Maxims in Need of a Makeover
Forget those management cliches. These professors say it's time to follow the evidence
So why do so many companies keep trying it? Simple intellectual inertia, says Pfeffer: At some point, "it just becomes what everybody does; nobody thinks about it anymore. They don't ask if it's appropriate, if it fits their particular circumstances. They don't ask anything--they just do it." Managers don't seem to realize that equity incentives rarely improve company performance. But they should. "The lesson here," the authors write, "is a variant on an old adage: Be careful what you pay for, you may actually get it."
First-Movers Have the Advantage
There is something about this idea that appeals to the entrepreneur in every executive: Be the first to move into a market, and you'll have it all to yourself. Victory will be yours.
But actually, it may be better for a business in the long run to be second or even third. "Success stories that support first-mover [advantage] turn out to be false," says Sutton. "People believe in it religiously, but the evidence is mixed." There are plenty of infamous first-movers, after all, that did not go on to dominate their markets: Xerox invented the first PC, Netscape came up with the Internet browser, Ampex produced the first VCR--and yet none of these companies managed to hold on to their leads. Meanwhile, Microsoft has made a living coming in second: Windows is a copy of the Mac; Excel followed Lotus 1-2-3; Internet Explorer jumped into water warmed by Netscape. And Bill Gates isn't alone. Wal-Mart was hardly the first discount retailer. Apple wasn't the first company to sell MP3 players. And Amazon wasn't the first to sell books online. "At first blush, it sounds like a good idea," says Sutton, "but as soon as you start challenging assumptions, it's a half-truth."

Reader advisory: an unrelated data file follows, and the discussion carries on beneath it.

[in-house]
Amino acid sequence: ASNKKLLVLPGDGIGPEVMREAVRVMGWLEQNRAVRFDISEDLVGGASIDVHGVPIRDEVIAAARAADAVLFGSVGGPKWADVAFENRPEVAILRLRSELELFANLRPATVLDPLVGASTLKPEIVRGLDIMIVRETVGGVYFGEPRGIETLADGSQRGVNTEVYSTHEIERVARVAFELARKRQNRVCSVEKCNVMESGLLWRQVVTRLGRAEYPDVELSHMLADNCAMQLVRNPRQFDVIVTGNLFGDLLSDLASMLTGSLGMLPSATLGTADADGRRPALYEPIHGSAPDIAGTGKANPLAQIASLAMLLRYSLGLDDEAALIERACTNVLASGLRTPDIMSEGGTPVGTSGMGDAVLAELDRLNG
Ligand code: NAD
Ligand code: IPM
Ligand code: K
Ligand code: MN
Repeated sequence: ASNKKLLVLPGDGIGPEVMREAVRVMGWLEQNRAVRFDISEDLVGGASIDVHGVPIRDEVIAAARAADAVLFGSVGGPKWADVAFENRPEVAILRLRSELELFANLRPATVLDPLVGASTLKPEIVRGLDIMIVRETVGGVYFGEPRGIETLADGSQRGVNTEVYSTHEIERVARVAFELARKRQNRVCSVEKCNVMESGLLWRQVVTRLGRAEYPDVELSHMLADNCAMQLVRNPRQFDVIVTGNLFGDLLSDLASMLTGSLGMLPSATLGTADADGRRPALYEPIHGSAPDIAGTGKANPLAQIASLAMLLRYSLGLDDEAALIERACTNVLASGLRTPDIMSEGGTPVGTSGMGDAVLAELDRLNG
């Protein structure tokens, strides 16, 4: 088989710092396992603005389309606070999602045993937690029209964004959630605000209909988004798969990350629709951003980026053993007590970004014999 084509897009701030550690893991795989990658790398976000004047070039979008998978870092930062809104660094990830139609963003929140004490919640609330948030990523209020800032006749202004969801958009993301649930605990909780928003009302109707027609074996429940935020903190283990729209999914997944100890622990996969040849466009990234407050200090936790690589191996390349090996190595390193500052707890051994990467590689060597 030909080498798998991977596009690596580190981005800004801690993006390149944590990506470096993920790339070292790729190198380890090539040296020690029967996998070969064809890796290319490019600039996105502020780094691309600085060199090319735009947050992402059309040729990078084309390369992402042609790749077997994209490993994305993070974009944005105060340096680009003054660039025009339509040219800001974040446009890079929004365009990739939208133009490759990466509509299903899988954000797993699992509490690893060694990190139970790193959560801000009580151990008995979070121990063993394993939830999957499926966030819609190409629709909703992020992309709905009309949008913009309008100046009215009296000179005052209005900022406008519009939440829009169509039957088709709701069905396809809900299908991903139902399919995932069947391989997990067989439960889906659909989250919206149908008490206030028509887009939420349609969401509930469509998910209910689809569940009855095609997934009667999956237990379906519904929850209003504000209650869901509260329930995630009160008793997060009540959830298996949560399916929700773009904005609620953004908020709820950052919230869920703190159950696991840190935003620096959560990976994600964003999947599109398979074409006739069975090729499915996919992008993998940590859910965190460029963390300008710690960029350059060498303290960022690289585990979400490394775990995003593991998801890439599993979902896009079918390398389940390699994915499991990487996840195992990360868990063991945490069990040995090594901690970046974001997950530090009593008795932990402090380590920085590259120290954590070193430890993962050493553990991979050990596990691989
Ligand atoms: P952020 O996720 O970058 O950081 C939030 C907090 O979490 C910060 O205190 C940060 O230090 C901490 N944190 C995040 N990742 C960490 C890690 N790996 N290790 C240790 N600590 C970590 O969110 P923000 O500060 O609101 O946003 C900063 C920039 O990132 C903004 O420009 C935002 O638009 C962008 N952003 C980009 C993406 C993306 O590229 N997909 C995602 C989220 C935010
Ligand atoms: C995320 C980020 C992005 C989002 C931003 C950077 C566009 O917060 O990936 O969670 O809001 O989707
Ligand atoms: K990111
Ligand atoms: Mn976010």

Many other management experts concur. "We're still looking for the silver bullet: 'If you do this, you will guarantee success; if you do that, you'll guarantee failure,'" says Barry Staw, a professor of leadership and communication at the University of California-Berkeley's Haas School of Business. But being first to move into a market is not necessarily it. "A lot of what's effective management is doing things well and doing it over and over again," says Sutton. Too many managers become obsessed with being first, when coming in second, oddly enough, may be the most cost-effective way to be the best.
Layoffs Are a Good Way to Cut Costs
It seems like basic economics. If you have a company with 100 employees, and you're over budget by 10 percent, laying off 10 workers will solve your problem. In one stroke, there go hundreds of thousands of dollars in salaries, healthcare benefits, and 401(k) plans--and suddenly your balance sheet is looking much better.
Not so fast, say Pfeffer and Sutton. While some research shows that layoffs have no effect on long-term financial performance, and other data show they have a negative effect, there are few studies, if any, demonstrating that layoffs have a positive effect on company performance. A recent report by Bain & Co., in fact, found companies that manage to avoid layoffs--even in tough financial straits--end up better off financially in the long term.